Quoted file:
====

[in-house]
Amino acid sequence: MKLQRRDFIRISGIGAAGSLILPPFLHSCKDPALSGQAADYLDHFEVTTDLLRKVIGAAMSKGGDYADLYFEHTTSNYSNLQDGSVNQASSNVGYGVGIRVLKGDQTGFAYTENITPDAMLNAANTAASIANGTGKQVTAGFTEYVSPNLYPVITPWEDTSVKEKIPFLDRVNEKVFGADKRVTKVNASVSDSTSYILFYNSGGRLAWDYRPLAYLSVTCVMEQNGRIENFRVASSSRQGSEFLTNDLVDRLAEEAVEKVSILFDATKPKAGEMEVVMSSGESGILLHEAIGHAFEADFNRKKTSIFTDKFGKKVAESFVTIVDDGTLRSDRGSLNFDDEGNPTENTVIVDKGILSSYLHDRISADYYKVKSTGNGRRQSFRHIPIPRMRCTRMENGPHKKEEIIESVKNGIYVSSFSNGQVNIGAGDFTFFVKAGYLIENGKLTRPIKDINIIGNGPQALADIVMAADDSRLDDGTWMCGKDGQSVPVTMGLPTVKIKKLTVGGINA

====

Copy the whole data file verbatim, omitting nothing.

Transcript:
[in-house]
Amino acid sequence: MKLQRRDFIRISGIGAAGSLILPPFLHSCKDPALSGQAADYLDHFEVTTDLLRKVIGAAMSKGGDYADLYFEHTTSNYSNLQDGSVNQASSNVGYGVGIRVLKGDQTGFAYTENITPDAMLNAANTAASIANGTGKQVTAGFTEYVSPNLYPVITPWEDTSVKEKIPFLDRVNEKVFGADKRVTKVNASVSDSTSYILFYNSGGRLAWDYRPLAYLSVTCVMEQNGRIENFRVASSSRQGSEFLTNDLVDRLAEEAVEKVSILFDATKPKAGEMEVVMSSGESGILLHEAIGHAFEADFNRKKTSIFTDKFGKKVAESFVTIVDDGTLRSDRGSLNFDDEGNPTENTVIVDKGILSSYLHDRISADYYKVKSTGNGRRQSFRHIPIPRMRCTRMENGPHKKEEIIESVKNGIYVSSFSNGQVNIGAGDFTFFVKAGYLIENGKLTRPIKDINIIGNGPQALADIVMAADDSRLDDGTWMCGKDGQSVPVTMGLPTVKIKKLTVGGINA